Linked to that–when one loves, there is largely an absence of intellectual rationalization. One simple loves. Love emanates from the being level, not the intellectual level. So as George opens himself to love, he acts spontaneously and kisses Lucy in the violets. Contrast this with Cecil’s ungainly, overintellectualized, “self conscious” kiss. In the realm of love there is verily little space for logic and rationalization. Marriage, oddly, is, on the other hand, held together by it.

It is not just love, but sex and the human body also must be trusted. Mr. Emerson: “The Garden of Eden…which you place in the past, is really yet to come. We shall enter it when we no longer despise our bodies” (Chap. XII) and “love is of the body; not the body, but of the body. Ah! the misery that would be saved if we confessed that!” Sex is of course a raw component of natural and liberated living.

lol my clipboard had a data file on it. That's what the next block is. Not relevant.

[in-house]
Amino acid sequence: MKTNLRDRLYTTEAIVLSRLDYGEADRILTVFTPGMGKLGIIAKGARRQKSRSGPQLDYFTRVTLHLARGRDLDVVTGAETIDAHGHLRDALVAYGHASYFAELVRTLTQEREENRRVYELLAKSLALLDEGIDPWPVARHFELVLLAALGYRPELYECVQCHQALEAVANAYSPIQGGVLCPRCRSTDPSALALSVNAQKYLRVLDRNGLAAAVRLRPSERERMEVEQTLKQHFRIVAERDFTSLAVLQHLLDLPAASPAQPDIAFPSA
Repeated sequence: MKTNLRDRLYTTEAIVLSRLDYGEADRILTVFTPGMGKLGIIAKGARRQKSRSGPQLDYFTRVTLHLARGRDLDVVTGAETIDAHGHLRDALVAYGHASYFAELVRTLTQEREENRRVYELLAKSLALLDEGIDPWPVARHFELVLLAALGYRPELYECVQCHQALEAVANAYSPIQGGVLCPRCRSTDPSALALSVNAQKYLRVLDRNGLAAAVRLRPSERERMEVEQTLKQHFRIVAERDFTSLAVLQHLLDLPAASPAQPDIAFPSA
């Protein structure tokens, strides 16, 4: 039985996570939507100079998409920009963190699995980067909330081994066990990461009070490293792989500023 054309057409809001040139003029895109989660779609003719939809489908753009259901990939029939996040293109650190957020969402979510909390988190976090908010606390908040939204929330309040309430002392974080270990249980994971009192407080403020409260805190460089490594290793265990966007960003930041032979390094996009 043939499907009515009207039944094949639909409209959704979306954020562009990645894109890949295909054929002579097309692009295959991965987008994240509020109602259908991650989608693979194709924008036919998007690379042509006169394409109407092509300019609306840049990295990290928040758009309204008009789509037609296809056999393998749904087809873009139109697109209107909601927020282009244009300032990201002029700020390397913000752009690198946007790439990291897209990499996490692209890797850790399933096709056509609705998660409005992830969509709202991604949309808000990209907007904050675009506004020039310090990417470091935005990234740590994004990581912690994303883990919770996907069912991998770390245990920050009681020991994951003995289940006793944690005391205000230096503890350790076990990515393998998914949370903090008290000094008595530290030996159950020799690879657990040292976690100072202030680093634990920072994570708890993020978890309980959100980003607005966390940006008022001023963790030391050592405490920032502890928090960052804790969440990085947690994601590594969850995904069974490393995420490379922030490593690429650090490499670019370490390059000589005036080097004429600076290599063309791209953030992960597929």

Sadly, judging by the acuteness with which Forster described repressive atmospheres, it seems like the life of repression and lies is one that Forster was utterly and completely familiar with–perhaps even more so than the one of unbridled enjoyment of life. As he was a closeted homosexual for the bulk of his life, afraid to come out due to his fear of upsetting his mother (Corbman), this is not altogether surprising.